FORT LAUDERDALE, Fla. — The takeaway messages were spirited, heartfelt, and hard-hitting at Saturday’s “Stay Woke, Go Vote” rally at Miramar City Hall.
“Tallahassee is coming after you,” state Rep. Marie Woodson told the crowd. “Therefore, you need to also come after Tallahassee.”
About a dozen elected officials made emotional pleas to constituents, young and old, at Saturday’s gathering to register to vote, double-check they’re still registered to vote, and, most importantly, vote.
The mentions of HB 1, the so-called anti-riot bill, SB 90, which opponents say makes it harder to request a vote-by mail ballot, use a drop box or register to vote, SB 524, which opponents say creates a voter police force, and SB 2C, which opponents say eliminates two Black voting districts in Florida, stirred emotional responses from the crowd and officials.
“Right now, we are under attack in Tallahassee,” state Rep. Daryl Campbell said.
The key to making a difference is paying attention to what’s happening and voting, according to the officials.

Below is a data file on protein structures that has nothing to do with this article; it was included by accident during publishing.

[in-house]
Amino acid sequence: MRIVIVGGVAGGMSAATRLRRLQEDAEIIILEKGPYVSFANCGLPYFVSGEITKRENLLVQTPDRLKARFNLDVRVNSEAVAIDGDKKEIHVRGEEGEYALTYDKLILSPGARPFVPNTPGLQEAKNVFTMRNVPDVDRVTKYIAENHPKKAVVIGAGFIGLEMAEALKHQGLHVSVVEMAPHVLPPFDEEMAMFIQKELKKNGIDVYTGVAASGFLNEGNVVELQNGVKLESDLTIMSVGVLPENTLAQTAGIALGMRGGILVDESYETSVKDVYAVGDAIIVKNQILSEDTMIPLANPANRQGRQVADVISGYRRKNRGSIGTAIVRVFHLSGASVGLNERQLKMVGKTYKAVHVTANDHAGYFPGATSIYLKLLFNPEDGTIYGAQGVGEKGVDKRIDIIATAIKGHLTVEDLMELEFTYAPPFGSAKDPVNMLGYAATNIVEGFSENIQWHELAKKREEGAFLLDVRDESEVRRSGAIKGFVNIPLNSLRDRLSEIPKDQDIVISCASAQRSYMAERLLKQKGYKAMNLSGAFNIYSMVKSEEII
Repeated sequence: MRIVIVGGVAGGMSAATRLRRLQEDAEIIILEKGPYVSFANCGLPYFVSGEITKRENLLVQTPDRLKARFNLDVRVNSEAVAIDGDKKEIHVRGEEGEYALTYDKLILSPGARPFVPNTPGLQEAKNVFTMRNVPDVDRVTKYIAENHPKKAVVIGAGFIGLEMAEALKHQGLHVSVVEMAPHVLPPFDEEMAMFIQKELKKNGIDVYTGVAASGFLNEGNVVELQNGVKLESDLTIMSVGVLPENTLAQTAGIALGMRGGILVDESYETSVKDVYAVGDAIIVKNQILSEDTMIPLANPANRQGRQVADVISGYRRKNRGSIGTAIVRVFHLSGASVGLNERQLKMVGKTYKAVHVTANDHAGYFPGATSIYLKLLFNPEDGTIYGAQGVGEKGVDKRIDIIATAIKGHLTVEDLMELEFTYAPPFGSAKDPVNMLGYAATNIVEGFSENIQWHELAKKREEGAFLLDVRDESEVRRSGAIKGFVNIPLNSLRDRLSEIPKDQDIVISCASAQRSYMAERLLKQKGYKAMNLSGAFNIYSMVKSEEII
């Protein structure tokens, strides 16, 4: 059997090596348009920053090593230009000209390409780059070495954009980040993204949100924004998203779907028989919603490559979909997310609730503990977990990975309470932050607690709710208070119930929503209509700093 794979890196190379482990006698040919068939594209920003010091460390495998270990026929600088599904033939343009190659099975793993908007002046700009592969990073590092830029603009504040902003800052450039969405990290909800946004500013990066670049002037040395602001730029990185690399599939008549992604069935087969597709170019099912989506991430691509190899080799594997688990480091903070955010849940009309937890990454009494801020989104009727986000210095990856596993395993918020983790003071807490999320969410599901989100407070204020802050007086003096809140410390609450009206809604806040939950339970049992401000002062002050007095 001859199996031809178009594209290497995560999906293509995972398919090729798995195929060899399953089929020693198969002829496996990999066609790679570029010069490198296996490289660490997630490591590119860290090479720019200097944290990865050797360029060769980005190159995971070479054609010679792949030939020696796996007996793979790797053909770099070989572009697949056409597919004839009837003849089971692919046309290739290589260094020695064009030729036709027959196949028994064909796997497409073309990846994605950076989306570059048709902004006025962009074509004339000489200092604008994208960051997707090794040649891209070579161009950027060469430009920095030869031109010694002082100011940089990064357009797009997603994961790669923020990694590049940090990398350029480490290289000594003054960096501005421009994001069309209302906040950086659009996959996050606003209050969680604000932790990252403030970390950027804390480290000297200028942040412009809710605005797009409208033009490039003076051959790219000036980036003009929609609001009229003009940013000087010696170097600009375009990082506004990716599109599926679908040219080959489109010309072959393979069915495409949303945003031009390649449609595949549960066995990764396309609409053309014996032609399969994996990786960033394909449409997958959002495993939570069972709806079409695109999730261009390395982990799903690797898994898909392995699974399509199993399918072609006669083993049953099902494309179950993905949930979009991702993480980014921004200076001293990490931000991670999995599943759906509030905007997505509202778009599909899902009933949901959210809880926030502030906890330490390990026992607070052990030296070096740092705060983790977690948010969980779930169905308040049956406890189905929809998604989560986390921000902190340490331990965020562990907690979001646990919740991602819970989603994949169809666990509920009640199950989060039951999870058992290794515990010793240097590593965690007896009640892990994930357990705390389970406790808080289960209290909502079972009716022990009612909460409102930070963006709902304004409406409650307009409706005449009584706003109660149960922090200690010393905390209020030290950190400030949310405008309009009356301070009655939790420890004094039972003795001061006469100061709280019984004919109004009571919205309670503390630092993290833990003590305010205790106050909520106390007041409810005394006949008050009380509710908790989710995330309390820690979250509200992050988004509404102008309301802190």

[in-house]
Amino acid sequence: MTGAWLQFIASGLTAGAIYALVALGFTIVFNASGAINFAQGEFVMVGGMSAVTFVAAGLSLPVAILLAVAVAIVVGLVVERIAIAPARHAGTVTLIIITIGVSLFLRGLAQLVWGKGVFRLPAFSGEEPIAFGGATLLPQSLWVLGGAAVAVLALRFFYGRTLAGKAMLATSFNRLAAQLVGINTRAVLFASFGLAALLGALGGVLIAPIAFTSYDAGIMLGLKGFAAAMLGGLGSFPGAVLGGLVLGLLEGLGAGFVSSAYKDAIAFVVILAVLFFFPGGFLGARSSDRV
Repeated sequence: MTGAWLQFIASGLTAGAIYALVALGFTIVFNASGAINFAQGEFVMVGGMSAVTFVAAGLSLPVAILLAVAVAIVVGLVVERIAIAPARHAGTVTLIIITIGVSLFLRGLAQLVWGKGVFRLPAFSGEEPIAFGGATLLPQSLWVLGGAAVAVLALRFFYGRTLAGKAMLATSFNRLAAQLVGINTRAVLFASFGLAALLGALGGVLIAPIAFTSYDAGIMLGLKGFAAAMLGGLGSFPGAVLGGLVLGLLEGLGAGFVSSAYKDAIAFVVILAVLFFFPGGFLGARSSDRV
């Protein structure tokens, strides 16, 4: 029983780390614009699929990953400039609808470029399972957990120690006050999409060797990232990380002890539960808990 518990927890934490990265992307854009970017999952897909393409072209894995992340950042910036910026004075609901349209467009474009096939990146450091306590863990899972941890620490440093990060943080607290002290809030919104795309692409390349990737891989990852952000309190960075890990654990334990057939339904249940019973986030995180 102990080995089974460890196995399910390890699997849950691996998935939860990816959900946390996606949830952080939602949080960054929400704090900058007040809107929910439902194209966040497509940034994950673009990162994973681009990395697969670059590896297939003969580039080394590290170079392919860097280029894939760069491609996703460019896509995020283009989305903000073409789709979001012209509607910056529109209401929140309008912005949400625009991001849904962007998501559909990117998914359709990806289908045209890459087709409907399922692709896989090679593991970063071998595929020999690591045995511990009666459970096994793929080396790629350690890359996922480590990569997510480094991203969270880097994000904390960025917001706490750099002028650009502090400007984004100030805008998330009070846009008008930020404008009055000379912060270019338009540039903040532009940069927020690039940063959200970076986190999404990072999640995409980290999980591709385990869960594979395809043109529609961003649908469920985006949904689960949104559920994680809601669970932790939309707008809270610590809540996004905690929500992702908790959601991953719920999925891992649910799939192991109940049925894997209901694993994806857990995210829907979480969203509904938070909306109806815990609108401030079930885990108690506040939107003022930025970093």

“We want Black folks to understand that their interests are being impacted in Tallahassee and that they need to become more engaged in what’s going on,” state Rep. Chris Benjamin said.
Saturday’s sweltering heat didn’t dissuade the enthusiasm among the crowd. People clapped and cheered as they vowed to reach out to others and show them how to have their voices heard.
State Rep. Felecia Robinson said one purpose of Saturday’s gathering was to educate, motivate and mobilize.
Miramar Mayor Wayne Messam also made a plea to Blacks to get out and vote.
“The battle keeps going on and on and on, and there’s a constant chipping away of our civil liberties,” he said.
State Sen. Dr. Rosalind Osgood said Blacks can’t sit silently as bills such as HB 1 become law.
“We don’t need permission to say, ‘We’re Black and we’re proud!’” she said.
Benjamin agreed, saying elected officials such as Gov. Ron DeSantis don’t like Blacks to be “woke.”
“Being woke means being awakened to the things happening around you,” Benjamin said.
Benjamin said he has a positive takeaway from Saturday’s gathering, but it’s also a reminder he and others must remain vigilant.
“It’s a lot more work to be done and that’s why rallies like this are necessary,” he said. “We’re trying to energize that base, we’re trying to get them to understand really what I said is true — as Black people, we don’t have the luxury to be apathetic. We just don’t have that luxury.”